The Latino Theater Company's production sheds light on the psychological impact of war through the lens of a veteran suffering from PTSD.
By Ava Rosate, Staff Writer
Performed by Los Angeles City College theater students and written by the Latino Theater Company, “Melancholia” focuses on the devastating psychological impact of war from the standpoint of Mario, a combat fatigued military veteran from East Los Angeles.
The red and white outdoor tent in the Student Union Plaza where the production is held could easily be mistaken for a circus show, with string lights hanging from the ceiling and swing sets on either side of the stage. The intimate tent was transformed into the corrupted mind of the veteran as soon as the show began. Each manic episode, song and flashback were enhanced with dramatic strobe lights, illuminating the deterioration of Mario’s mental health.
“You'll see the scenery looks like a circus and it's in the thrust — it's supposed to be very stylized,” said Johnny Garofalo, the production designer for the show. “And the point of that design is it's exactly contrary to what the actual story is, because the story is real. It's a vet, and it's about depression and how vets are treated.”
The play begins with a pair of clowns, Tar (Arnol Zepeda) and Skittles (Valerie Vega) clad in baroque makeup bickering over a Hamlet quote. The fools act as storytellers for the play, guiding the audience through key points in Mario’s life, from the point of his decision to join the military to some time after his homecoming. The jesters kept the play on a light note and were a refreshing element to the devastating theme.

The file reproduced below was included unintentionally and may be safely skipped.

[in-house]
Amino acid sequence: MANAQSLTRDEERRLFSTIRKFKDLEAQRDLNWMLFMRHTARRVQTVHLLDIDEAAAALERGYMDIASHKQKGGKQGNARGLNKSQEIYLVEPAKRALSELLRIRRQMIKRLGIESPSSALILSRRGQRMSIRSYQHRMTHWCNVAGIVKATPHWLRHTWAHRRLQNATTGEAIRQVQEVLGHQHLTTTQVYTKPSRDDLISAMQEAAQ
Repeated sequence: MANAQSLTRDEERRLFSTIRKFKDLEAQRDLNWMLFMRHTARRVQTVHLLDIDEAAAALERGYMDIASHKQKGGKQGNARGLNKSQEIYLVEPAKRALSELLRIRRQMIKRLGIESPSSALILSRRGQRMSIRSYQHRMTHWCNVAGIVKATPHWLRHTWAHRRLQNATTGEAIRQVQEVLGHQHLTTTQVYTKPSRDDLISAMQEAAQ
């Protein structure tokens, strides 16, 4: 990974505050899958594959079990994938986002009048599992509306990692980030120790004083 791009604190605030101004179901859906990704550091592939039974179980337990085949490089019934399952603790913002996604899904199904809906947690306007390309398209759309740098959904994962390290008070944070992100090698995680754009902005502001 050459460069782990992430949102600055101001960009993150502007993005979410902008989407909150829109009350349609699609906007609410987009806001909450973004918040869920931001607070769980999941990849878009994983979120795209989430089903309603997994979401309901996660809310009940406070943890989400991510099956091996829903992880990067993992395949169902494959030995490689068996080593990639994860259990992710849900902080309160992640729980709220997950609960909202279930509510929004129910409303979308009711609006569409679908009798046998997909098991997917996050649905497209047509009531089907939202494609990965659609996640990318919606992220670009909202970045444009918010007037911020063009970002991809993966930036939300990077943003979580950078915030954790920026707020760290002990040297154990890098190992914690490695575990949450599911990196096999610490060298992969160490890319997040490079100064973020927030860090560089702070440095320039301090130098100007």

The role of Mario is shared by three actors: Jared Walters, Jorge Berrios and Isaiah Noriega. The constant switching of the characters could be unclear and confusing for first time viewers but adds depth to Mario.
We first learn of the soldier's PTSD during his homecoming, which happened to fall on New Years Eve. During the firework celebration at midnight, Mario was sent into a state of panic, imagining the fireworks as flying bullets. The audience later finds out the manic episode was a figment of his imagination, setting the precedent for surrealist interruptions to the narrative.
The play lightly touched on corruption in war such as Abu Ghraib, human violation and war-crimes conducted by the CIA and American Army in 2003 in Iraq, where Iraqi’s were physically tortured, sexually violated and raped.
The actors’ vocal talents were showcased during three musical numbers. The bone-chilling ballad, “La Llorona”, was beautifully sung between La Muerte (Norene Flowers), piano accompanist Melanie Hatzenbuhler and a weeping woman played by Rebecca Jauregui.
Mario’s mental health declines throughout the production — his alcohol consumption and violent lash outbursts become normalized. The flashbacks he endures are a constant reminder of the horror he lived through during his time in the Marines.
Mario’s friends, family and girlfriend bore the brunt of his internal fight. They knew the person he was before he was deployed, happy, curious and free-spirited. After his return, he is noticeably struggling to reconnect to the world he once knew.
“This is shoving empathy in your face,” said Garofalo. “If you can watch the show and not feel empathy, well you weren't watching the show.”